The Systemic Theory of Living Systems and Relevance to CAM: Part I: The Theory.
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Energy-stimulating phytomedicines increase available energy and decrease total entropy of an open biological system by providing negative entropy.SM postulates that the state of health, H, of an individual, is effectively equal to the product of the strength of each factor H = O x E x I.SM observes that when all three factors are brought back to ideal levels, patients' conditions begin the recovery to normal health.
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ABSTRACT
The Systemic Theory of Living Systems is being published in several parts in eCAM. The theory is axiomatic. It originates from the phenomenological idea that physiological health is based on three factors: integrity of its structure or organization, O, functional organic energy reserve, E, and level of active biological intelligence, I. From the theory is derived a treatment strategy called Systemic Medicine (SM). This is based on identifying and prescribing phytomedicines and/or other medications that strengthen each factor. Energy-stimulating phytomedicines increase available energy and decrease total entropy of an open biological system by providing negative entropy. The same occurs with phytomedicines that act as biological intelligence modulators. They should be used as the first line of treatment in all ailments, since all pathologies, by definition, imply a higher than normal organic entropy. SM postulates that the state of health, H, of an individual, is effectively equal to the product of the strength of each factor H = O x E x I. SM observes that when all three factors are brought back to ideal levels, patients' conditions begin the recovery to normal health. No MeSH data available. Related in: MedlinePlus |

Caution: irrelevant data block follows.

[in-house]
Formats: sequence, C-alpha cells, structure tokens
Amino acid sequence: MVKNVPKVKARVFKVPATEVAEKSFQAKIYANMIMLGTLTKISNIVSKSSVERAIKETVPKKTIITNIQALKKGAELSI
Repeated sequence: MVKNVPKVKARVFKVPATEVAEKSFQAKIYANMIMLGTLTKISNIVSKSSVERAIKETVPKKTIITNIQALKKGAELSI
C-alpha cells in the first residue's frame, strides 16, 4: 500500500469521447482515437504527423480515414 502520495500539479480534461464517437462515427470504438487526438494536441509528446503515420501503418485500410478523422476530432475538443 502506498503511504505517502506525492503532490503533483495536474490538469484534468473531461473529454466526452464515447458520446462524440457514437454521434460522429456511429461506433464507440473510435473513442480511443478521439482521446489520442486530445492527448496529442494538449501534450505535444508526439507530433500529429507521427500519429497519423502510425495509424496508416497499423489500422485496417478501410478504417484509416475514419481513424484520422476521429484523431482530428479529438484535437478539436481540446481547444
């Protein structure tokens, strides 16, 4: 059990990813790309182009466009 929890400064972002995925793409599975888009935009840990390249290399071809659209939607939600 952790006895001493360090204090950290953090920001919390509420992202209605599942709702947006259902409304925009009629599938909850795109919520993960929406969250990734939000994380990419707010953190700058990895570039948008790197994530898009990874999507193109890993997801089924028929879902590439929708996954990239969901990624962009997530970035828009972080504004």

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Mentions: In every living system the trio I, E, O constitute the three essential sides of a triangle (Fig 3) (17–19). This triangle corresponds to the survival phenomenon, where each side constitutes a different aspect of survival. Together they represent a measure of the survival potential, which by definition is the H of the system. The survival potential or amount of H in any living system can be defined as the mathematical product of its amount of E, I and O. Thus, survival potential = H = E × I × O. It is possible to increase the survival potential H of a living system by increasing any of its three essential elements. Similarly, H can be reduced by a cutback in any of its fundamental components. The E, I, O triangle is not equilateral, because the system's intelligence acts as a generating entity. It is not necessarily a two-dimensional triangle either. It may be spherical, elliptical or hyperbolic. However, the determination of this was not essential to develop the systemic technology. Finally, I is the most important side of the triangle, since it concurrently generates both energy and organization (20). |
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